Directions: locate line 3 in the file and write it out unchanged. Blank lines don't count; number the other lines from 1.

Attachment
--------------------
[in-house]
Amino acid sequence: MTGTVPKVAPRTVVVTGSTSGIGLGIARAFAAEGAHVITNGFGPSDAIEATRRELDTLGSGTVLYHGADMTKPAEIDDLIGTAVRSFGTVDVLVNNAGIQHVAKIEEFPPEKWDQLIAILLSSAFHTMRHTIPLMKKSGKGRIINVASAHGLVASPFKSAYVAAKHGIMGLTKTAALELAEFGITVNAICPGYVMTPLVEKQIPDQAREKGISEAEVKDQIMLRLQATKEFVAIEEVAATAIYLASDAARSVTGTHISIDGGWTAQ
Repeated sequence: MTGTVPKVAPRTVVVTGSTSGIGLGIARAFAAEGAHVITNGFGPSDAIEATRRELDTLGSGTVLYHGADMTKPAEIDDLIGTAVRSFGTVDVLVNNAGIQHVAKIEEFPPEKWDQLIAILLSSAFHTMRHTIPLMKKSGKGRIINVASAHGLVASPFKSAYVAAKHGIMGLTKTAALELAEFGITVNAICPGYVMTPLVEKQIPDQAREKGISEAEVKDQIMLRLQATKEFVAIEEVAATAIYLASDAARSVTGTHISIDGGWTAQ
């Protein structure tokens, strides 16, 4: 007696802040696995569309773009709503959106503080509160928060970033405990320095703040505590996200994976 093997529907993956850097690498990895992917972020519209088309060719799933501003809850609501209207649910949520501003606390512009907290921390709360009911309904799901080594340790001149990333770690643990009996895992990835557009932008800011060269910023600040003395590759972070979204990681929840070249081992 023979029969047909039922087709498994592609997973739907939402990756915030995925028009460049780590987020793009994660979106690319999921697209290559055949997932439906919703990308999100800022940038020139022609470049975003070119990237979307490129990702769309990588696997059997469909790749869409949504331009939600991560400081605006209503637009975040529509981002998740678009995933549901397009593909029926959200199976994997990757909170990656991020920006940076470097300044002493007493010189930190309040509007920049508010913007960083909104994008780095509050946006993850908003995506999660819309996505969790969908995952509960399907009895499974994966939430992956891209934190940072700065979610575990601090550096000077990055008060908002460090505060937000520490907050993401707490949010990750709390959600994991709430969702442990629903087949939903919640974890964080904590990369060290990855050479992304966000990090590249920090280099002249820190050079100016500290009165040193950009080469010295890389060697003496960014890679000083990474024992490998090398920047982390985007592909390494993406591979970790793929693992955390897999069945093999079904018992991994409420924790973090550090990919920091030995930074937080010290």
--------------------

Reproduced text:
Repeated sequence: MTGTVPKVAPRTVVVTGSTSGIGLGIARAFAAEGAHVITNGFGPSDAIEATRRELDTLGSGTVLYHGADMTKPAEIDDLIGTAVRSFGTVDVLVNNAGIQHVAKIEEFPPEKWDQLIAILLSSAFHTMRHTIPLMKKSGKGRIINVASAHGLVASPFKSAYVAAKHGIMGLTKTAALELAEFGITVNAICPGYVMTPLVEKQIPDQAREKGISEAEVKDQIMLRLQATKEFVAIEEVAATAIYLASDAARSVTGTHISIDGGWTAQ